06 Feb 2011
Der Freischütz, Toulon
Carl Marie von Weber’s magical masterpiece has had a hard time of it in France.
Lyric Opera of Chicago staged Charles Gounod’s Roméo et Juliette as the last opera in its current subscription season.
‘The plot is perhaps the least moral in all opera; wrong triumphs in the name of love and we are not expected to mind.’
Anthony Minghella’s production of Madame Butterfly for ENO is wearing well. First seen in 2005, it is now being aired for the sixth time and is still, as I observed in 2013, ‘a breath-taking visual banquet’.
This concert version of La straniera felt like a compulsory musicology field trip, but it had enough vocal flashes to lobby for more frequent performances of this midway Bellini.
As poetry is the harmony of words, so music is that of notes; and as poetry is a rise above prose and oratory, so is music the exaltation of poetry.
From experiments with musique concrète in the 1940s, to the Minimalists’ explorations into tape-loop effects in the 1960s, via the appearance of hip-hop in the 1970s and its subsequent influence on electronic dance music in the 1980s, to digital production methods today, ‘sampling’ techniques have been employed by musicians working in genres as diverse as jazz fusion, psychedelic rock and classical music.
On May 7, 2016, San Diego Opera presented the West Coast premiere of Great Scott, an opera by Terrence McNally and Jake Heggie. McNally’s original libretto pokes fun at everything from football to bel canto period opera. It includes snippets of nineteenth century tunes as well as Heggie's own bel canto writing.
A foiled abduction, a castle-threatening inferno, romantic infatuation, guilt-laden near-suicide, gun-shots and knife-blows: Andrea Leone Tottola’s libretto for Vincenzo Bellini’s first opera, Adelson e Salvini, certainly does not lack dramatic incident.
Opera as an art form has never shied away from the grittier shadows of life. Nor has Manitoba Opera, with its recent past productions dealing with torture, incest, murder and desperate political prisoners still so tragically relevant today.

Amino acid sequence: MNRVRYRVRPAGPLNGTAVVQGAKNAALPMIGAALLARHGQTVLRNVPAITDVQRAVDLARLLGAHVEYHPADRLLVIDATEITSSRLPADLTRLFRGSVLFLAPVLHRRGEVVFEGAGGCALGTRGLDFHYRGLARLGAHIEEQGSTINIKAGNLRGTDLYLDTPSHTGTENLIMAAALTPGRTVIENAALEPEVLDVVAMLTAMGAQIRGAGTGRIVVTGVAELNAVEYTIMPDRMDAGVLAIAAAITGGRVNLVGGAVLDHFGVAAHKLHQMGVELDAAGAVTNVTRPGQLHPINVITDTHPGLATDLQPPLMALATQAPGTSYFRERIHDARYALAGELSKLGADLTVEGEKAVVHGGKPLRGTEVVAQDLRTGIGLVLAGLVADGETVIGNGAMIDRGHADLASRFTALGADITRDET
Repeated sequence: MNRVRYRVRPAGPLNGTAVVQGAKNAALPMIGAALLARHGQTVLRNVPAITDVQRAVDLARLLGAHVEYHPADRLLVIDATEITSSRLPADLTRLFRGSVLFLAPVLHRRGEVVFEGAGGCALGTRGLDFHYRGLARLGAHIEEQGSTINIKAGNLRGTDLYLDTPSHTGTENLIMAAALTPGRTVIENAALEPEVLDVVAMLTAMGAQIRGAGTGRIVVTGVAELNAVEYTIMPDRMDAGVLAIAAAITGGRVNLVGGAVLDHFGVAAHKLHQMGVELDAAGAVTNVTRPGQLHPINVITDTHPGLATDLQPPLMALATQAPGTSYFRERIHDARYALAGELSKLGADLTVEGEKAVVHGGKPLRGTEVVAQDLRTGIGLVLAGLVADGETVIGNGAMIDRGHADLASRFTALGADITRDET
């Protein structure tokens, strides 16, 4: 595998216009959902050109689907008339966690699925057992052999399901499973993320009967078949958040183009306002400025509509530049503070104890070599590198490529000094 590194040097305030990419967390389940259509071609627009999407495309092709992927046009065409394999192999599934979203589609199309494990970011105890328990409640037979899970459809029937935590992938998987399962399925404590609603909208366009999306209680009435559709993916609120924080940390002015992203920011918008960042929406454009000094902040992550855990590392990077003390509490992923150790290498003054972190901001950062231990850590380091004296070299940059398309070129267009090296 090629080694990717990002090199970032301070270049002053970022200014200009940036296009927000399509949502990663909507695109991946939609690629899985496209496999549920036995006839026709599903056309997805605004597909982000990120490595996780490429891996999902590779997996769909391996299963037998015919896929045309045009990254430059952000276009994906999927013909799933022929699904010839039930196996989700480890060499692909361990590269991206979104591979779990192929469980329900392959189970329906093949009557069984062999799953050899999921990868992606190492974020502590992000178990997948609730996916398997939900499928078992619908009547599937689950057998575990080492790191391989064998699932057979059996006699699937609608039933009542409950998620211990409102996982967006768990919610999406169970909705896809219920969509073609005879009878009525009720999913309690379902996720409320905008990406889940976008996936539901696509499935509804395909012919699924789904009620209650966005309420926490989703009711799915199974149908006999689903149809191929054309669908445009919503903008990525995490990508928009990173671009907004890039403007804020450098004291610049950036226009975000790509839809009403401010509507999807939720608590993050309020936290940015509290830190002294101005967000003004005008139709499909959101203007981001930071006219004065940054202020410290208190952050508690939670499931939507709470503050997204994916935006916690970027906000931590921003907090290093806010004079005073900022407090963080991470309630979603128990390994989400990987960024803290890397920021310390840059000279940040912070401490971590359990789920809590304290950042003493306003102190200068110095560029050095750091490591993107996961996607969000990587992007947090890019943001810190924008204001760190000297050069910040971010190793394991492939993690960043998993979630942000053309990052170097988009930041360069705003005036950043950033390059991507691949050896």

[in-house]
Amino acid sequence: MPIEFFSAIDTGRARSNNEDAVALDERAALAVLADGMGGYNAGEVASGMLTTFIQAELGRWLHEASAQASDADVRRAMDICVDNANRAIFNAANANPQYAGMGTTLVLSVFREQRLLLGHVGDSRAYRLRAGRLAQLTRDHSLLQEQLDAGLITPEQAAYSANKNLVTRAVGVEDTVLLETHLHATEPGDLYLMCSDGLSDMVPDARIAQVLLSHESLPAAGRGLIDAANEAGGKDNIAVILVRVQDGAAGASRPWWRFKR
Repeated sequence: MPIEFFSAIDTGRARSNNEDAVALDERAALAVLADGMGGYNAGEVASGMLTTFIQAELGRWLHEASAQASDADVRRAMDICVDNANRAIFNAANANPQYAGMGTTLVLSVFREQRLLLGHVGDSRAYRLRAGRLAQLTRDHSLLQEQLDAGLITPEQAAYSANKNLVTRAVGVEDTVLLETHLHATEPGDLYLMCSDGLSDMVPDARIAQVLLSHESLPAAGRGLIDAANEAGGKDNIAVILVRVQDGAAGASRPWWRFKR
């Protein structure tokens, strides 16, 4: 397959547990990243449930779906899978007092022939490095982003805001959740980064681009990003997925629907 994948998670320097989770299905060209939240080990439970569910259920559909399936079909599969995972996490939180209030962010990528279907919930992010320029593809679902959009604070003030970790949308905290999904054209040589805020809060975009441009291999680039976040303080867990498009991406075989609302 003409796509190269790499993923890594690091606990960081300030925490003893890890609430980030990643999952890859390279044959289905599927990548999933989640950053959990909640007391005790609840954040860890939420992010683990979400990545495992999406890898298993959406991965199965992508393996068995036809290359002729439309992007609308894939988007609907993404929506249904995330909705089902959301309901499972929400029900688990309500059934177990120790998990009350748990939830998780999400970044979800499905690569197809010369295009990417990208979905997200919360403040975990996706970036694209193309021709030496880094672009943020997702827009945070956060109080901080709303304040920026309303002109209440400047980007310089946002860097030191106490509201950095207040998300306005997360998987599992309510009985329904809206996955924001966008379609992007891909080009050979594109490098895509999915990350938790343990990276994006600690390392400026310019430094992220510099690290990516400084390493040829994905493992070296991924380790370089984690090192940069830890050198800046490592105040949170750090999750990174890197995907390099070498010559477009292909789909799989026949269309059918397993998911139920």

Published in 1855 as an entertainment for his two daughters, William Makepeace Thackeray’s The Rose and the Ring is a burlesque fairy-tale whose plot — to the author’s wilful delight, perhaps — defies summation and elucidation.
What more fitting memorial for composer Peter Maxwell Davies (d. 03/14/2016) than a splendid performance of The Lighthouse, the third of his eight works for the stage.
I suspect that many of those at the Wigmore Hall for The King’s Consort’s performance of the La Senna festeggiante (The Rejoicing Seine) were lured by the cachet of ‘Antonio Vivaldi’ and further enticed by the notion of a lover’s serenade at which the generic term ‘serenata’ seems to hint.
Having enjoyed superb singing by a young cast of soloists in Classical Opera’s UK premiere of Jommelli’s Il Vogoleso the previous evening, I was delighted that the 2016 Kathleen Ferrier Awards Final at the Wigmore Hall confirmed the strength and depth of talent possessed by the young singers studying in and emerging from our academies and conservatoires.
On February 7, 1786, Emperor Joseph II of Austria had brand new one-act operas by Wolfgang Amadeus Mozart and Antonio Salieri performed in the Schönbrunn Palace’s Orangery.
Those poor opera lovers in Cologne have a never ending problem with the city’s opera house. Together with the rest of city, the construction of the new opera house is mired in political incompetence.
London remains starved of Wagner. This season, its major companies offer but two works, Tannhäuser from the Royal Opera and Tristan from ENO.
Dmitry Bertman’s hilarious staging of Rimsky-Korsakov’s political sex-comedy The Golden Cockerel in Düsseldorf.
On April 16, 2016, San Diego Opera presented Giacomo Puccini’s sixth opera, Madama Butterfly, in an intriguing production by Garnett Bruce. Roberto Oswald’s scenery included the usual Japanese styled house with many sliding doors and walls. On either side, however, were blooming cherry trees with rough trunks and gnarled branches that looked as though they had been growing on the property for a hundred years.
New Co-Production Tristan und Isolde with Metropolitan: Simon Rattle and Westbroek electrify Treliński’s Opera-Noir.